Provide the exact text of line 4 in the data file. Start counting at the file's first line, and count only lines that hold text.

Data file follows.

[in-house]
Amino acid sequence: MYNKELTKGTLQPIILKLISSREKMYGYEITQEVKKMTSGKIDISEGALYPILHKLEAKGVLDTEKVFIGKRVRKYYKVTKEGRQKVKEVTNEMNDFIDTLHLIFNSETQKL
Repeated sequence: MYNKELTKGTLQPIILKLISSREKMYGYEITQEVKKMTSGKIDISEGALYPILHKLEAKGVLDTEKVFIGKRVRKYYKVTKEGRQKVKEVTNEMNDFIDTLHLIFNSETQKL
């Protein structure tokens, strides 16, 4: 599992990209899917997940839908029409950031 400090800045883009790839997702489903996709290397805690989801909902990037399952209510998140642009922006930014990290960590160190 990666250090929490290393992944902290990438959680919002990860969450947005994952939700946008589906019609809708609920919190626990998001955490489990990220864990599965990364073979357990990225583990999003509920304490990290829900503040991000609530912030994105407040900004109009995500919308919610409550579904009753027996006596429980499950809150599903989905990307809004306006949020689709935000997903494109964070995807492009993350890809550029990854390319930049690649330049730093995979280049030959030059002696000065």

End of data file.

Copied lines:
């Protein structure tokens, strides 16, 4: 599992990209899917997940839908029409950031 400090800045883009790839997702489903996709290397805690989801909902990037399952209510998140642009922006930014990290960590160190 990666250090929490290393992944902290990438959680919002990860969450947005994952939700946008589906019609809708609920919190626990998001955490489990990220864990599965990364073979357990990225583990999003509920304490990290829900503040991000609530912030994105407040900004109009995500919308919610409550579904009753027996006596429980499950809150599903989905990307809004306006949020689709935000997903494109964070995807492009993350890809550029990854390319930049690649330049730093995979280049030959030059002696000065």